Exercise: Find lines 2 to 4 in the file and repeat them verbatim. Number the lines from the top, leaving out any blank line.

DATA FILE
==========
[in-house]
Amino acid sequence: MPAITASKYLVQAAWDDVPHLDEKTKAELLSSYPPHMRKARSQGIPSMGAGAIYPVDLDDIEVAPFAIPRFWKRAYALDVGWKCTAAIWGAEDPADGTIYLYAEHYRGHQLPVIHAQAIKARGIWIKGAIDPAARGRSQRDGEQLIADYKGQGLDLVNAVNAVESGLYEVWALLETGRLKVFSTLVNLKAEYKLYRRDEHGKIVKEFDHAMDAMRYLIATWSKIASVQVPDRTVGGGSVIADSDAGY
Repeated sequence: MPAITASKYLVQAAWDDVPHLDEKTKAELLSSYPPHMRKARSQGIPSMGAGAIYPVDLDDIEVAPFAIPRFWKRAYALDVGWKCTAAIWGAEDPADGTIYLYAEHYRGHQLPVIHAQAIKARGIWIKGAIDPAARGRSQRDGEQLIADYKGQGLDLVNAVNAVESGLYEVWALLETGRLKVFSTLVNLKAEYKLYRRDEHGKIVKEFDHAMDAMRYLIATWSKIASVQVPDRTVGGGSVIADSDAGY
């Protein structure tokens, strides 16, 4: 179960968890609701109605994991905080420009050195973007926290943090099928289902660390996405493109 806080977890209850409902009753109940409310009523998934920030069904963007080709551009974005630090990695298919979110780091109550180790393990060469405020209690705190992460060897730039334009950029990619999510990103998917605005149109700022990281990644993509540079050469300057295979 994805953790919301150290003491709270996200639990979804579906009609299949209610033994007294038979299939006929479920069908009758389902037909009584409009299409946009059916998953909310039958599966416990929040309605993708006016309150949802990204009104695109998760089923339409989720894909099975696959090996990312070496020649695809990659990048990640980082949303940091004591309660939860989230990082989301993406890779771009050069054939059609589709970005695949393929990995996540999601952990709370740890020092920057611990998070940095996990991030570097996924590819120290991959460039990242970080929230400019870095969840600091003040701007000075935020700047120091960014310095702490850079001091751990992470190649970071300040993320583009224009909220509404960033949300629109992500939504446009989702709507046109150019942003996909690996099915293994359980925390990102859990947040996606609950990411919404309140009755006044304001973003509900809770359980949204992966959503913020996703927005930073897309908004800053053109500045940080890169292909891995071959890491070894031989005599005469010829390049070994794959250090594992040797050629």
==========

Amino acid sequence: MPAITASKYLVQAAWDDVPHLDEKTKAELLSSYPPHMRKARSQGIPSMGAGAIYPVDLDDIEVAPFAIPRFWKRAYALDVGWKCTAAIWGAEDPADGTIYLYAEHYRGHQLPVIHAQAIKARGIWIKGAIDPAARGRSQRDGEQLIADYKGQGLDLVNAVNAVESGLYEVWALLETGRLKVFSTLVNLKAEYKLYRRDEHGKIVKEFDHAMDAMRYLIATWSKIASVQVPDRTVGGGSVIADSDAGY
Repeated sequence: MPAITASKYLVQAAWDDVPHLDEKTKAELLSSYPPHMRKARSQGIPSMGAGAIYPVDLDDIEVAPFAIPRFWKRAYALDVGWKCTAAIWGAEDPADGTIYLYAEHYRGHQLPVIHAQAIKARGIWIKGAIDPAARGRSQRDGEQLIADYKGQGLDLVNAVNAVESGLYEVWALLETGRLKVFSTLVNLKAEYKLYRRDEHGKIVKEFDHAMDAMRYLIATWSKIASVQVPDRTVGGGSVIADSDAGY
């Protein structure tokens, strides 16, 4: 179960968890609701109605994991905080420009050195973007926290943090099928289902660390996405493109 806080977890209850409902009753109940409310009523998934920030069904963007080709551009974005630090990695298919979110780091109550180790393990060469405020209690705190992460060897730039334009950029990619999510990103998917605005149109700022990281990644993509540079050469300057295979 994805953790919301150290003491709270996200639990979804579906009609299949209610033994007294038979299939006929479920069908009758389902037909009584409009299409946009059916998953909310039958599966416990929040309605993708006016309150949802990204009104695109998760089923339409989720894909099975696959090996990312070496020649695809990659990048990640980082949303940091004591309660939860989230990082989301993406890779771009050069054939059609589709970005695949393929990995996540999601952990709370740890020092920057611990998070940095996990991030570097996924590819120290991959460039990242970080929230400019870095969840600091003040701007000075935020700047120091960014310095702490850079001091751990992470190649970071300040993320583009224009909220509404960033949300629109992500939504446009989702709507046109150019942003996909690996099915293994359980925390990102859990947040996606609950990411919404309140009755006044304001973003509900809770359980949204992966959503913020996703927005930073897309908004800053053109500045940080890169292909891995071959890491070894031989005599005469010829390049070994794959250090594992040797050629």